Fire doors save life and property, but only if used properly. The Fire Door Safety Week Campaign aims to make sure building occupants and managers understand how they work, but no need to wait until the end of September, when the 2018 campaign reaches its crescendo – take action now!
You can print out and share the Top 10 Tips for fire doors in blocks of flats. These include:
In the event of a fire, it is quite possible that an insurer would be unwilling to pay for damages when a door has been wedged or propped open. The majority of fire doors will hold a fire in a room for 30 minutes by which time the fire and rescue service will be on site. Wedging open doors can cause a chimney effect, which can cause fire to spread rapidly, and destroying entire buildings.
The Regulatory Reform (Fire Safety) Order 2005 requires the Responsible Person (RP) of any commercial premises (and that includes blocks of flats) to carry out a fire risk assessment, including measures to reduce or eliminate the risk of fire, and identify persons at risk.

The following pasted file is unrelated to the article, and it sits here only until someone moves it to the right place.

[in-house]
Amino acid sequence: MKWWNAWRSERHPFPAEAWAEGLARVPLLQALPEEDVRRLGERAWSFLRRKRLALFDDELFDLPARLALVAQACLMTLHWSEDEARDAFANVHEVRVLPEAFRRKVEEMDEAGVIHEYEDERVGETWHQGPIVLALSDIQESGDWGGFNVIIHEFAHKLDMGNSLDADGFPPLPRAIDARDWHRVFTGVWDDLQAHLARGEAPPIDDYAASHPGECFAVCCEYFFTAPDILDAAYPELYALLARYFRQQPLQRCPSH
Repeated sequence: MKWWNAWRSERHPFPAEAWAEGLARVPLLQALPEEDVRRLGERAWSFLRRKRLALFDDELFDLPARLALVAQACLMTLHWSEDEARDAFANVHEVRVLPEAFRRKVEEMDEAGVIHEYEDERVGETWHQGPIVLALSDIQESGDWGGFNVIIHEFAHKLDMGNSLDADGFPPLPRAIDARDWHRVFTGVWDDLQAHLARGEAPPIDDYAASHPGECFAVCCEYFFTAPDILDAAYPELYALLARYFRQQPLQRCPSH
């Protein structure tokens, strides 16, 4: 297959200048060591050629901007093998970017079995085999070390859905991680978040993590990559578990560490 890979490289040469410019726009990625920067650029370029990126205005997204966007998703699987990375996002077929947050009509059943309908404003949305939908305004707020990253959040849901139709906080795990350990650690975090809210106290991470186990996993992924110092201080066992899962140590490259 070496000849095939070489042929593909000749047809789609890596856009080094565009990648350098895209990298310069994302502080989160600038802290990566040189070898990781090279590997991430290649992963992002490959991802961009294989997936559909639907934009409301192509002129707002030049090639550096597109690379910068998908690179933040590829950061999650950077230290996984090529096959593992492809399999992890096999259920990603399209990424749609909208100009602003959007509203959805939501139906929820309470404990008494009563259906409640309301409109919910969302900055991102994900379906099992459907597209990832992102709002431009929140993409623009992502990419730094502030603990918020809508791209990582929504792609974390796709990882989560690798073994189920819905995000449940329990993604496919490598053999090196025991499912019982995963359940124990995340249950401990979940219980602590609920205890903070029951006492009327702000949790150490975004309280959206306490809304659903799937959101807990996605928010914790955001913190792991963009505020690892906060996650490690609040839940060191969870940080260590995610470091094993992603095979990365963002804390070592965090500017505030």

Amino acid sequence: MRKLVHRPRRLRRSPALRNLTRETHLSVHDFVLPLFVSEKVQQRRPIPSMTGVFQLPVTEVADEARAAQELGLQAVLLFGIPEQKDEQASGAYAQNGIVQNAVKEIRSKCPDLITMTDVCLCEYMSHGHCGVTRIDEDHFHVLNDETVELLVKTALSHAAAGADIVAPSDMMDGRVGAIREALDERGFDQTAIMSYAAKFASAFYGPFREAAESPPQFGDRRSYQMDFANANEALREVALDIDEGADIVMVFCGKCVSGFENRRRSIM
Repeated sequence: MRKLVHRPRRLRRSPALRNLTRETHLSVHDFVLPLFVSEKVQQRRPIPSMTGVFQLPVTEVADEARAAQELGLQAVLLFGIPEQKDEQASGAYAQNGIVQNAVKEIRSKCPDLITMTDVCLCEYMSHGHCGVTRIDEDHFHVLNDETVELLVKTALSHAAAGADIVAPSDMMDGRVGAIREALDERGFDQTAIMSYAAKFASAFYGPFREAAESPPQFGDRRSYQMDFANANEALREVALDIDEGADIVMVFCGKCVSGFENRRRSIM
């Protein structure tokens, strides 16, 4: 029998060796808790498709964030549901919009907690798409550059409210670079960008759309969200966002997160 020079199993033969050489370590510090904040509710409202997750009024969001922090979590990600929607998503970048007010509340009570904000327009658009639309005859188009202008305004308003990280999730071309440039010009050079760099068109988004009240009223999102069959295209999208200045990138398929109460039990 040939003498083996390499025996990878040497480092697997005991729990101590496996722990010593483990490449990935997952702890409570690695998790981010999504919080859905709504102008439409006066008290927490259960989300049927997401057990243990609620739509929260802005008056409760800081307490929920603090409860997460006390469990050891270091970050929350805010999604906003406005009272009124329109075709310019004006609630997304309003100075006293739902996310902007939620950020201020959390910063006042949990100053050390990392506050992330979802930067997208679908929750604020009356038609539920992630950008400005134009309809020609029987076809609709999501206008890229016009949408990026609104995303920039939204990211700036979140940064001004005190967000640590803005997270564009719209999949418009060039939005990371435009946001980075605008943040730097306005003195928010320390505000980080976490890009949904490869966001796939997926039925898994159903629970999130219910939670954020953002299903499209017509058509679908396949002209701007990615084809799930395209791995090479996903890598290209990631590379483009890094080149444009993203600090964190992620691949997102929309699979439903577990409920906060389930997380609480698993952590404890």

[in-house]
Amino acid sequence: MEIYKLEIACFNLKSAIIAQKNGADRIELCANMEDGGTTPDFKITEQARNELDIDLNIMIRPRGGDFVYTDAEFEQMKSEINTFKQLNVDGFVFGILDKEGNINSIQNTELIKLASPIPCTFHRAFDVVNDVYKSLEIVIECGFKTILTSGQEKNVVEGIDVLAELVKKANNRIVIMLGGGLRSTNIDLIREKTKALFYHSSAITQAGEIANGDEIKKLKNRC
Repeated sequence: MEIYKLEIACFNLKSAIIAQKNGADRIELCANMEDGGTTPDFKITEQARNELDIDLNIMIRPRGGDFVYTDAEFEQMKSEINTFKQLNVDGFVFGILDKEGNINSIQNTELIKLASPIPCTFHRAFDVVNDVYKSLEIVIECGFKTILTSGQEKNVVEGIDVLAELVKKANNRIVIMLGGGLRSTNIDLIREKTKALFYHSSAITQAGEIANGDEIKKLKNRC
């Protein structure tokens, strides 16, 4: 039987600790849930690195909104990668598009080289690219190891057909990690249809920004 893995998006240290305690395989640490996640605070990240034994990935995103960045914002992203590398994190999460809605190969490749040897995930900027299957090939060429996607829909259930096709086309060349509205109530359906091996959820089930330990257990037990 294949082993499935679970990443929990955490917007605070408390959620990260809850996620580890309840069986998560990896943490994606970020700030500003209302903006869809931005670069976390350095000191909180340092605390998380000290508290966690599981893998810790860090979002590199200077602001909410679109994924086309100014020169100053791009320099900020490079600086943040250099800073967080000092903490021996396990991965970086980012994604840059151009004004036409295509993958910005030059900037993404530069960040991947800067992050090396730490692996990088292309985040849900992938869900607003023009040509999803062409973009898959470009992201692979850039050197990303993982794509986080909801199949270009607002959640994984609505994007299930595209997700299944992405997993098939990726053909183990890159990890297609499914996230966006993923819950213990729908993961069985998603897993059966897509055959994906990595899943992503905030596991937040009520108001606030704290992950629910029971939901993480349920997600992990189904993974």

If you’re concerned by this, we can happily make arrangements for a professional inspection for you, simply email or call us free on 08000 92 93 94. For more information on Fire Risk Assessment check out our FREE downloadable Fact Sheet.
The sole purpose of this article is to provide guidance on the issues covered. This article is not intended to give legal advice, and, accordingly, it should not be relied upon. It should not be regarded as a comprehensive statement of the law and/or market practice in this area. We make no claims as to the completeness or accuracy of the information contained herein or in the links which were live at the date of publication. You should not act upon (or should refrain from acting upon) information in this publication without first seeking specific legal and/or specialist advice. Arthur J. Gallagher Insurance Brokers Limited trading as Deacon accepts no liability for any inaccuracy, omission or mistake in this publication, nor will we be responsible for any loss which may be suffered as a result of any person relying on the information contained herein.